Holly’s grandad Joseph Gillespie was cared for on the Inpatient Unit at Wigan and Leigh Hospice for four weeks in April to May 2019.
The Atherton great-grandfather had been re-diagnosed with bladder cancer on March 7th after being clear for several years and went into hospital on March 28th to have the tumour removed.
Joseph and his family expected the independent 89-year-old to be out of hospital within 24 hours but were then told his condition was incurable.
Loud and bubbly
Holly, a training officer for the DWP, said: “It was meant to be a straightforward operation and we were planning on going on a cruise but then we found out his cancer had spread and that he was terminal.
“Grandad was a real character, quite loud and bubbly, and gardening-mad. Until the day he was admitted into hospital he was still driving, doing his own shopping and going for veterans’ lunches, so his diagnosis hit us like a tonne of bricks.”
A few years beforehand Joseph had still been doing the job he loved as a window-cleaner. He began window-cleaning at 17 but at 82 years old he was forced to stop after being diagnosed with bladder cancer the first time around in 2012 and suffering a heart attack.
After his second diagnosis of bladder cancer in March 2019 Joseph spent several weeks in hospital before being transferred to the hospice on April 17th.
In the garden
Holly said: “Grandad wanted to be pain-free, to be outside and in the garden and that is where the hospice came in – he wouldn’t have got that anywhere else. The hospice gave him some of his final wishes because by being there we could wheel him out in his bed to feel the sun on his face and be in a garden. The garden was the selling point of the hospice for us. Grandad chatted to the gardener and passed on some of the things he’d learnt over the years and we organised an Easter Egg Hunt for his great-grandchildren in the garden. We have photos of them there and of his room which we decorated with Easter decorations – we made memories while we were there which we otherwise wouldn’t have had.
“He kept saying he wanted to go home and sleep in his own bed so for us there was some guilt because we couldn’t make that happen but the hospice let us bring in his own blanket and pillow and have his dog on the bed with him.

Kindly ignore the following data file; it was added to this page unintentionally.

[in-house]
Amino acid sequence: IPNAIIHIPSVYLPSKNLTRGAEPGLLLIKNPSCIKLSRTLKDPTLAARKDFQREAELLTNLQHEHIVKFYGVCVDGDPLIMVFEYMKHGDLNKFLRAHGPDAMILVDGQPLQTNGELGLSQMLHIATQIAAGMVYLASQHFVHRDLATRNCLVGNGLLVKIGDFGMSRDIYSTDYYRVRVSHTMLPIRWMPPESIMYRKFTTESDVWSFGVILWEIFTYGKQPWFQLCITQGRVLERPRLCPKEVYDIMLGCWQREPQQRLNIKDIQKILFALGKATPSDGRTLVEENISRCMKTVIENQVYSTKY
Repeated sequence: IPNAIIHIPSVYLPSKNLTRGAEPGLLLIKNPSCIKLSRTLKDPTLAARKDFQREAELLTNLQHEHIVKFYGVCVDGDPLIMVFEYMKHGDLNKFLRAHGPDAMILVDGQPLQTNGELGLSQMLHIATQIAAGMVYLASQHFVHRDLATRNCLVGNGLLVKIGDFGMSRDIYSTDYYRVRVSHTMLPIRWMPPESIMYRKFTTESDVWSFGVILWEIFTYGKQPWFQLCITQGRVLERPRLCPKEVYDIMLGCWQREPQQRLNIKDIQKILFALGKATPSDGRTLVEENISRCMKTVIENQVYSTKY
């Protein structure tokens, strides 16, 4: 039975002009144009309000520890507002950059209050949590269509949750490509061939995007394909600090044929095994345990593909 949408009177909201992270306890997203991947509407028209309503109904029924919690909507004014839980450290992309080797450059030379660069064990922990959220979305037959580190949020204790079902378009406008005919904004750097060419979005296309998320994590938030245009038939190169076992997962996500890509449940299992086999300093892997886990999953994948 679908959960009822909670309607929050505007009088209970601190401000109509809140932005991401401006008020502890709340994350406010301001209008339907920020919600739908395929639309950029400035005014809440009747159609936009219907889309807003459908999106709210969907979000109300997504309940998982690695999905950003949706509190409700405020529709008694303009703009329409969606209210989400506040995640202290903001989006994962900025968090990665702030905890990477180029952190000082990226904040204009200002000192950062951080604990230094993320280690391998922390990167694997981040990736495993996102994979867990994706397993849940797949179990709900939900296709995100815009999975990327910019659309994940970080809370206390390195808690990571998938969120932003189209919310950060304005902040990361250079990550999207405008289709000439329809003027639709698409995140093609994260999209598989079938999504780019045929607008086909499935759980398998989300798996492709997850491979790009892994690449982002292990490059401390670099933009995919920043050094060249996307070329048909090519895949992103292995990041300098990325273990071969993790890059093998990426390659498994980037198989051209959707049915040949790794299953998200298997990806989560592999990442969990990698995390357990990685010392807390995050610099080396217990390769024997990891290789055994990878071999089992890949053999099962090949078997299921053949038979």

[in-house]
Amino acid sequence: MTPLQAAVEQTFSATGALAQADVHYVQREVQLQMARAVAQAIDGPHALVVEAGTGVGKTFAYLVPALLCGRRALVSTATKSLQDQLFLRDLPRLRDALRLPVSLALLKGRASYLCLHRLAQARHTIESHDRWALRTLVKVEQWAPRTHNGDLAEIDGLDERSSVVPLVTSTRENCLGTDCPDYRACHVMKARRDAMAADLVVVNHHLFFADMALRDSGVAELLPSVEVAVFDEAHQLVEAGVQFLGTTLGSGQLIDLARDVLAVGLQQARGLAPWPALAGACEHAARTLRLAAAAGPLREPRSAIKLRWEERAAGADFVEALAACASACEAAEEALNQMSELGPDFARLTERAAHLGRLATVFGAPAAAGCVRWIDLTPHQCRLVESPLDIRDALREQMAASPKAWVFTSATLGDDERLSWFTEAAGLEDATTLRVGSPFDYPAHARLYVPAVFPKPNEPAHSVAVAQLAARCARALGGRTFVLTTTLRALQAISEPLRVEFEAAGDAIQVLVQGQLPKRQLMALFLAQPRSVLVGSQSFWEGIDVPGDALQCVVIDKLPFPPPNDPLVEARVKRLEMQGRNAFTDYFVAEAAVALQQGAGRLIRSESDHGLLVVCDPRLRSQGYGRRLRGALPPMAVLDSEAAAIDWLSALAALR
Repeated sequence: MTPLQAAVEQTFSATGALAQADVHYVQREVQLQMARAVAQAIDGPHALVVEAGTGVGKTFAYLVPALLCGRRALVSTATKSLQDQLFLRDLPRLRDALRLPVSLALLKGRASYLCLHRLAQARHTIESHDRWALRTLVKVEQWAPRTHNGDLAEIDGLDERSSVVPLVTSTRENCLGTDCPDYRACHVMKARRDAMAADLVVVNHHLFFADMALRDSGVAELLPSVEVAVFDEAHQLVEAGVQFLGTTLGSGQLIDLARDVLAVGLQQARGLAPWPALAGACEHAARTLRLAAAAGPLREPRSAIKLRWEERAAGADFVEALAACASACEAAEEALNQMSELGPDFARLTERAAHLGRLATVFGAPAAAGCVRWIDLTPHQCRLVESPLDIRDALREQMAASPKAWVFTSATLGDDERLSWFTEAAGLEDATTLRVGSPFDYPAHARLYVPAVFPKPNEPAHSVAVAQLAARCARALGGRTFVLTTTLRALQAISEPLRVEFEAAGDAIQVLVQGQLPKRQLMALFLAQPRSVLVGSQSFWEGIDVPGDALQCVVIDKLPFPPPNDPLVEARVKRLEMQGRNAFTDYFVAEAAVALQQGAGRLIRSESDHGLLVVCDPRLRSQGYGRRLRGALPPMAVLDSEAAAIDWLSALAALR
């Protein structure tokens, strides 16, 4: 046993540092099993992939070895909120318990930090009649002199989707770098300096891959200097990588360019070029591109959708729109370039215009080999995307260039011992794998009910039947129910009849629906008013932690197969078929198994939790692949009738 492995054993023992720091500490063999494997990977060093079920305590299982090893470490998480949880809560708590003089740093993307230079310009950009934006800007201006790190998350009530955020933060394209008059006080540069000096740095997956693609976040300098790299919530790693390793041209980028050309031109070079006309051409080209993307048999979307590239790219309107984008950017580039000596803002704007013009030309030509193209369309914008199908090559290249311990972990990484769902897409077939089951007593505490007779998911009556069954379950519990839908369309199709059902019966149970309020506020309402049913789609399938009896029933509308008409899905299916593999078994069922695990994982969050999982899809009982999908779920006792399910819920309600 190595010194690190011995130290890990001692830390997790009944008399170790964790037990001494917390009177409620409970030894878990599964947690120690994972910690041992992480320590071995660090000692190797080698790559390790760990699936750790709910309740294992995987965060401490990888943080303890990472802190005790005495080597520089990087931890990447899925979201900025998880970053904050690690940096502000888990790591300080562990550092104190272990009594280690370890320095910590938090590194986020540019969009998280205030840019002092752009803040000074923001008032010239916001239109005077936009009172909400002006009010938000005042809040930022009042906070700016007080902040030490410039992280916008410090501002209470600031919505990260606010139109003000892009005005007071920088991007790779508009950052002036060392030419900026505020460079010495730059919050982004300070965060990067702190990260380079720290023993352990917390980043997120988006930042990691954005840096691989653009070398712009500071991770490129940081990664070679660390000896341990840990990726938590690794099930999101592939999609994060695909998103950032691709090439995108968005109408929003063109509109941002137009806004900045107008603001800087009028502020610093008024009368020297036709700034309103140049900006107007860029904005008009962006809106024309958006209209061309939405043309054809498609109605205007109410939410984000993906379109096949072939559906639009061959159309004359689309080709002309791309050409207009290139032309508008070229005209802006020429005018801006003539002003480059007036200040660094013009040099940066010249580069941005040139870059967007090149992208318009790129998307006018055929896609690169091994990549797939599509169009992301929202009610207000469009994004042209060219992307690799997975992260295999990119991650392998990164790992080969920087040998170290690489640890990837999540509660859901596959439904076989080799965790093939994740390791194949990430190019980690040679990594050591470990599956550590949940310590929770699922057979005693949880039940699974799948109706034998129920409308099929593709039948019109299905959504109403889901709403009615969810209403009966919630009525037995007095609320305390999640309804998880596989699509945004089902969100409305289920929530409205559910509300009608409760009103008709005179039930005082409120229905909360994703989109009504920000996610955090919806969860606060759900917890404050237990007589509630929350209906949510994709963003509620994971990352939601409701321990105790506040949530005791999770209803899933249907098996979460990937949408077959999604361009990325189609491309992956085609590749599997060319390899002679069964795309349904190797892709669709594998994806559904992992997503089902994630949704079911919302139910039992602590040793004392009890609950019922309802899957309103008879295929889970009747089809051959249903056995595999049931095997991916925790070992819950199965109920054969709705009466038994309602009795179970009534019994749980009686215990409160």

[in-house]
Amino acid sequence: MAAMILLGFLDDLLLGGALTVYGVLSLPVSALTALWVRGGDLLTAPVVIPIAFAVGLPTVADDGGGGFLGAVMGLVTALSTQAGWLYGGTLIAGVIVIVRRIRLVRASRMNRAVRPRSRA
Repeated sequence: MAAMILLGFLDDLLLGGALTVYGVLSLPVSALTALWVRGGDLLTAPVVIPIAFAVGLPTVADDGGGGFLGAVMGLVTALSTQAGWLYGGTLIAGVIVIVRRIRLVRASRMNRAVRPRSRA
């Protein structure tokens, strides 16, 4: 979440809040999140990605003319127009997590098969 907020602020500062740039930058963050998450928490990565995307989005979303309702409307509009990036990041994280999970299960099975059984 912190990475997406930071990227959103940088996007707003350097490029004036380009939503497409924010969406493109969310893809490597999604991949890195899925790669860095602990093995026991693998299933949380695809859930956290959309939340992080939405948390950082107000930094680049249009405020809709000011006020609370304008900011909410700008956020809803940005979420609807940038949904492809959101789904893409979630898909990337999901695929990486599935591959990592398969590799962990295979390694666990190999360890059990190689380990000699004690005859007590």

“We went through a really difficult time and we were probably quite demanding as a family because he was in pain but through it all the nursing team and volunteers were so lovely to him and that is something that we’ll never be able to repay them for.
“They gave us so much time with him, let us have what we needed and talked us through what was happening, all of which made it so much easier for us.”
Joseph died early in the morning on May 15th in his room on the Inpatient Unit.
Holly said: “Although it was the day of his death, it was a nice day. We went and sat outside his bedroom and it was so peaceful – all you could hear were the birds – and the nurses brought us each a lock of his hair. One of the nurses took a handprint which we hadn’t asked for but it was such a lovely gesture and these are the things that made it bearable.”
Later that morning Holly was having a hot drink in the hospice café when she noticed a poster advertising the hospice’s Strictly dance event and she immediately decided to sign up.
“I got chatting with Maxine from the fundraising team at reception and signed up,” she said.
“Grandad passed away at 5.15am and by 10am I’d signed up for Strictly. It was really fitting because grandad was a ballroom dancer and since the competition I’ve carried on with dancing with my husband Ian which I know would have made grandad happy.
“It puts everything into perspective when your family need help. I wanted to fundraise by taking part in Strictly because someone out there raised money to help families like mine so I wanted to do the same for other families. I know the hospice is a charity and needs our support and I just can’t imagine it ever not being there.”
Joseph was 89 years old when he died leaving behind a brother, 2 daughters, 1 son, 8 grandchildren and 4 great-grandchildren. He was buried with his Royal Artillery cap and badge.